A Good Death: Making the Most of Our Final Choices

A Good Death: Making the Most of Our Final Choicesby Sandra Martin

From the Foreword by historian Margaret MacMillan:

Sandra Martin is quite right. We don’t do dying and death well in our present age…. We have both individual and collective choices to make and we should be grateful to Martin for a clear and thoughtful guide to the recent history of dying and death in the West and to the changing attitudes and debates about how to deal with that part of life. The issues she raises range from policy ones to the moral.… Her journey has taken her from legal decisions to bedsides to assisted death clinics in Switzerland. It is both chastening and heartening to see the courage, determination, and sheer practicality with which so many of the people whose deaths she describes have faced their ends. This cannot have been an easy book to write but we should be grateful to her for taking it on. As she would say herself, we have got to stop avoiding what we find distressing. Let us hope that her advice is heard by individuals as they embark on their own journeys towards the end and equally by those who make policy. We all need to manage dying and death better than we are doing.

Advance praise for A Good Death

“A timely & deeply felt account of assisted dying: the histories, the issues.”
—Margaret Atwood via @MargaretAtwood

“Almost 25 years ago my friend Sue Rodriguez asked ‘Who owns my life?’ Sandra Martin responds with eloquence, passion and sweeping detail to this and other fundamental questions about how we live and how we die. A must read on this profoundly important topic, with no stone left unturned, no matter how painful or raw the issues.”
—Svend Robinson, NDP MP 1979-2004

“Sandra Martin has written a courageous, necessary book that provides us with naked glimpses of the messy realities and enormous challenges—medical, familial, societal, political—in providing appropriate end-of-life care, up to and including physician-assisted death. There are no bromides here. But there is a powerful, penetrating message: A good death should be considered a human right, and how we die the final choice each of us makes in life.”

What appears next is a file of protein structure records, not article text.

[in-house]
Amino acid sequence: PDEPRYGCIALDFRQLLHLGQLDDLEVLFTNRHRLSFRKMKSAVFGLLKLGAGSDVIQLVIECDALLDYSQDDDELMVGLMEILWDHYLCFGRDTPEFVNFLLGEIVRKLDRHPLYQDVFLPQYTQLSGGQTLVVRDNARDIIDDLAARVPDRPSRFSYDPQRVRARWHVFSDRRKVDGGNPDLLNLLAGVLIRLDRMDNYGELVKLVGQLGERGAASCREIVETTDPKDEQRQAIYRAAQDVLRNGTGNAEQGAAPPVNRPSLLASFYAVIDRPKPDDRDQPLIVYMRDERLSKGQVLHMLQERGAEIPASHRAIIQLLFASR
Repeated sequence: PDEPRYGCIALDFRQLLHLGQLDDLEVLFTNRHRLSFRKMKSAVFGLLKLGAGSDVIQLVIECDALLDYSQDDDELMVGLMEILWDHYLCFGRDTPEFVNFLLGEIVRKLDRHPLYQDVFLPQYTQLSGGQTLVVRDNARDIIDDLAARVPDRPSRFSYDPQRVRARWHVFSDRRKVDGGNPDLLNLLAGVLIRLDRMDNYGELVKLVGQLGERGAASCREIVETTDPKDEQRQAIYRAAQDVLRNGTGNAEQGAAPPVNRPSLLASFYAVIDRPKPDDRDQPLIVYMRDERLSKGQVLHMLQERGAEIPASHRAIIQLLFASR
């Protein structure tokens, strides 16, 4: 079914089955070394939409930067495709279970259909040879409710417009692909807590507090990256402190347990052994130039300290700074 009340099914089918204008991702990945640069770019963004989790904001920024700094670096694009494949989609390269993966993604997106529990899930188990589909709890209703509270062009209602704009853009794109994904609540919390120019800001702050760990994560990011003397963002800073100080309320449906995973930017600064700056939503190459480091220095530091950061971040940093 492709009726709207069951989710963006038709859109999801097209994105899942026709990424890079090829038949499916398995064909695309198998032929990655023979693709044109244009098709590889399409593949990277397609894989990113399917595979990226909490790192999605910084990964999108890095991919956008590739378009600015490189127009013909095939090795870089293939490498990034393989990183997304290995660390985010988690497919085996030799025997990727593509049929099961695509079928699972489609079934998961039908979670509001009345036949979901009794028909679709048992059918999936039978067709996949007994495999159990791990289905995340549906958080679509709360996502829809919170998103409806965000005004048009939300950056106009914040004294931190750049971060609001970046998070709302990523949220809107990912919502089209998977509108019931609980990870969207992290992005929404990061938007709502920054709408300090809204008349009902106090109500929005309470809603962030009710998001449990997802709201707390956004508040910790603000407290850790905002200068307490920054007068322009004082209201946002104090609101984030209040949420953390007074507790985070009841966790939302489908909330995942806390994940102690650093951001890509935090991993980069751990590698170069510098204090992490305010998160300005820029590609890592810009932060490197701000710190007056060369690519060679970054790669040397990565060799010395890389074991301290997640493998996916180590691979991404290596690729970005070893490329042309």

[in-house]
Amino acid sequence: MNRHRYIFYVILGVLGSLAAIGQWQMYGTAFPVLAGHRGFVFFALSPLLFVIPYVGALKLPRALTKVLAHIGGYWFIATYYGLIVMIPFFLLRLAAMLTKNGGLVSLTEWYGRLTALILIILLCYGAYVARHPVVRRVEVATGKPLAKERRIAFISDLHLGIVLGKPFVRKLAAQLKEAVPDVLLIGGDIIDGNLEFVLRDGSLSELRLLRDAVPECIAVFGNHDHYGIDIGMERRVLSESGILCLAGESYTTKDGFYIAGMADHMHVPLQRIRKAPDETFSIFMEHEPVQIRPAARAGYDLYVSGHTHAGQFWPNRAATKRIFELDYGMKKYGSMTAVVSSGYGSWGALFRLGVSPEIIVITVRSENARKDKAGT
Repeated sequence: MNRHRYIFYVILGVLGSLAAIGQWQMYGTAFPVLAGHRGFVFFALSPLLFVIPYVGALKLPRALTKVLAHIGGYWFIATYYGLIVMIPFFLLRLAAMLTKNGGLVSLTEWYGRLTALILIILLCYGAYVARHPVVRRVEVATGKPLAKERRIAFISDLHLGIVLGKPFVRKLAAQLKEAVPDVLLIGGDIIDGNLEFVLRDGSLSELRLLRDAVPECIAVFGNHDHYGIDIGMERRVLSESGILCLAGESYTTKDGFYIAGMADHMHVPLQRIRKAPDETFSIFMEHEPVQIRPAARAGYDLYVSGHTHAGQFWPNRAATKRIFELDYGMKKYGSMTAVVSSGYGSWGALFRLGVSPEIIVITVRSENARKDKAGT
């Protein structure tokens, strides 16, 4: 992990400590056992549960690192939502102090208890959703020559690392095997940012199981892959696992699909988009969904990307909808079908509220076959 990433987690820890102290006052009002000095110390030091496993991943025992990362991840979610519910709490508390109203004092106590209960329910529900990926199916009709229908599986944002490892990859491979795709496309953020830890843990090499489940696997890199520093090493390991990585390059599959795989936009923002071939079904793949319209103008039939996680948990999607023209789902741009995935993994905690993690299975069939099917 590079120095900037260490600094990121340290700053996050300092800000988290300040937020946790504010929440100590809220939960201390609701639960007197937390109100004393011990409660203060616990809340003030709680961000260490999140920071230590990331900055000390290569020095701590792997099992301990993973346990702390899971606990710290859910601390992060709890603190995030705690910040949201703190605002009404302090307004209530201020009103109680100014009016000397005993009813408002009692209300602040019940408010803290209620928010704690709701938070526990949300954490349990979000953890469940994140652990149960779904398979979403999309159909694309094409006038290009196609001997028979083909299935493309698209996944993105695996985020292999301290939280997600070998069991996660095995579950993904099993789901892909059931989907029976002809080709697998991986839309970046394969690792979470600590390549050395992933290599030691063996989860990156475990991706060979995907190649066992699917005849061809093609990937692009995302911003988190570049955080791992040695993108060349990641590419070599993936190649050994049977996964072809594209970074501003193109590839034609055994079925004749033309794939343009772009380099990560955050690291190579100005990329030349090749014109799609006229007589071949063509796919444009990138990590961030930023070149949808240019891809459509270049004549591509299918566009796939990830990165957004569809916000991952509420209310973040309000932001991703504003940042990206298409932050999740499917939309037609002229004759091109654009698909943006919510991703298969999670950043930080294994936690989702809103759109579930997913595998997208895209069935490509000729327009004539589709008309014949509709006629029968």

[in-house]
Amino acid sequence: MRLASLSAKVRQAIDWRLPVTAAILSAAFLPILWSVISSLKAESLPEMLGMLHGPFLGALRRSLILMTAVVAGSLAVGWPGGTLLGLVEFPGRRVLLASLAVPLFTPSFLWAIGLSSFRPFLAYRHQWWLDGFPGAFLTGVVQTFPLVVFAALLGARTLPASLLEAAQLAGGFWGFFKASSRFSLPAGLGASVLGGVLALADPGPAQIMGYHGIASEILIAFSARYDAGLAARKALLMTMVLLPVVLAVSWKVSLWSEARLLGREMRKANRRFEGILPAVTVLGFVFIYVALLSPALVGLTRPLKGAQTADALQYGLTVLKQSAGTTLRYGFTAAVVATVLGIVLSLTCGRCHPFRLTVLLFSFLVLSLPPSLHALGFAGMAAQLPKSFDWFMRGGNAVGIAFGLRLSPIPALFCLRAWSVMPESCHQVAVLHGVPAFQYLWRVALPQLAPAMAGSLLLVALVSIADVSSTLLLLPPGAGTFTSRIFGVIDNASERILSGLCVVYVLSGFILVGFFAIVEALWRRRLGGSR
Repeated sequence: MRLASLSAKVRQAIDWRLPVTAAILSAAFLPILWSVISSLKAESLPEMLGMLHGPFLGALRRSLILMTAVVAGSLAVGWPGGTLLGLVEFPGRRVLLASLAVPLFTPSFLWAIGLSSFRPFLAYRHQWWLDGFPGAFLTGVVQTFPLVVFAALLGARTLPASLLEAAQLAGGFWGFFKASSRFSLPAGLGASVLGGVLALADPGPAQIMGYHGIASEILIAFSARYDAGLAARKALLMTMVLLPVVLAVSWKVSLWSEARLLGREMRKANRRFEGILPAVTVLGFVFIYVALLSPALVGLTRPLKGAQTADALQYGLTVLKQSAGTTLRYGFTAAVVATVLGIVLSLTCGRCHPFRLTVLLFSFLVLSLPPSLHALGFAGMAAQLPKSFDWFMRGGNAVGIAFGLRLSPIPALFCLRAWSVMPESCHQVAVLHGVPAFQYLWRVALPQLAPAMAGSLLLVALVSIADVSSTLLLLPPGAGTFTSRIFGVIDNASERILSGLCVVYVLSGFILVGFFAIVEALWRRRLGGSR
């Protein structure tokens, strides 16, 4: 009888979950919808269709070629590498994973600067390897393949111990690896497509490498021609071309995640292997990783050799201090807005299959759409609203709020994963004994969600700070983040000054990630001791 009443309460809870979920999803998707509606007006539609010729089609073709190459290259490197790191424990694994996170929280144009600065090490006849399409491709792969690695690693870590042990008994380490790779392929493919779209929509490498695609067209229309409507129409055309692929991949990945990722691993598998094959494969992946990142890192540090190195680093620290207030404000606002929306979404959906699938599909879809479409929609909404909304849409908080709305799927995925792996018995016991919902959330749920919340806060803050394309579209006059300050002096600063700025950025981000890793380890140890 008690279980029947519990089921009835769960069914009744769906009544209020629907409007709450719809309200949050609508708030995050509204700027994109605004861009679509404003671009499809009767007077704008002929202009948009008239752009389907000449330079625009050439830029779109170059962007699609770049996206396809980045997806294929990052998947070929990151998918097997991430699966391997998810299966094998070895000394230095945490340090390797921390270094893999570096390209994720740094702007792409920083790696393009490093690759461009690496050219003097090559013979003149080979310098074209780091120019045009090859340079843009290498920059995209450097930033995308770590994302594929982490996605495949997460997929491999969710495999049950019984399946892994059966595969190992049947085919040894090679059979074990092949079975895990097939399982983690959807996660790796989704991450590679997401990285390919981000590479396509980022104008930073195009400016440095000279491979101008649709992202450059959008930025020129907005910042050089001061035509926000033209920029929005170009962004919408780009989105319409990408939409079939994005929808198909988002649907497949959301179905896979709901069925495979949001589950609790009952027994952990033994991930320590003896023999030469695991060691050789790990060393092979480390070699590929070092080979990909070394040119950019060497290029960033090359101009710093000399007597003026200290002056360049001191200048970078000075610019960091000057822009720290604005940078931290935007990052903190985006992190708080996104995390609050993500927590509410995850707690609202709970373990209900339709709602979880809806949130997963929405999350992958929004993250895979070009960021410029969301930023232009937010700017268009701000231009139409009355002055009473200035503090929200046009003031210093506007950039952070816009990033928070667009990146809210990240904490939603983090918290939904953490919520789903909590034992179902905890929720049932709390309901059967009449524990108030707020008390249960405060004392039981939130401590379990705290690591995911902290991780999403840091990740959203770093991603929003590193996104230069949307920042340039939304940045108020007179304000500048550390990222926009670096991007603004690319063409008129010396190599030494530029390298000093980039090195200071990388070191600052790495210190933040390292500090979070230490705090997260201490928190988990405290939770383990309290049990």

—André Picard, health columnist, The Globe and Mail and author of The Gift of Death: Confronting Canada’s Tainted Blood Tragedy

A Good Death is Canada’s Being Mortal. But where Dr. Atul Gawande skirted the important issue of assisted dying, Sandra Martin lays bare the hypocrisy of a system that views death as a failure. I hope Canadians will read this book and use it to launch their own open and frank discussions about how they want to die.”
—Maureen Taylor, Physician Assistant and widow of Dr. Donald Low

“Sandra Martin, Canada’s most eloquent obituary writer, brings her exquisite insight to the inescapable challenge of our lives: How to die. Her exploration of the human finale, including eldercare, assisted suicide, and spiritual reconciliation, help demystify the inevitable and prod us to live more profoundly.”
—Paula Todd, author of A Quiet Courage: Inspiring Stories From All of Us

“Sandra Martin frankly challenges us to confront death. Through A Good Death, we learn about the people who helped shape our assisted death revolution. We are drawn deep into the complex medical, legal, and social realities of dying in Canada—and we will be the better for it.”
—Jocelyn Downie, Professor, Law and Medicine, Dalhousie University; Trudeau Fellow 2015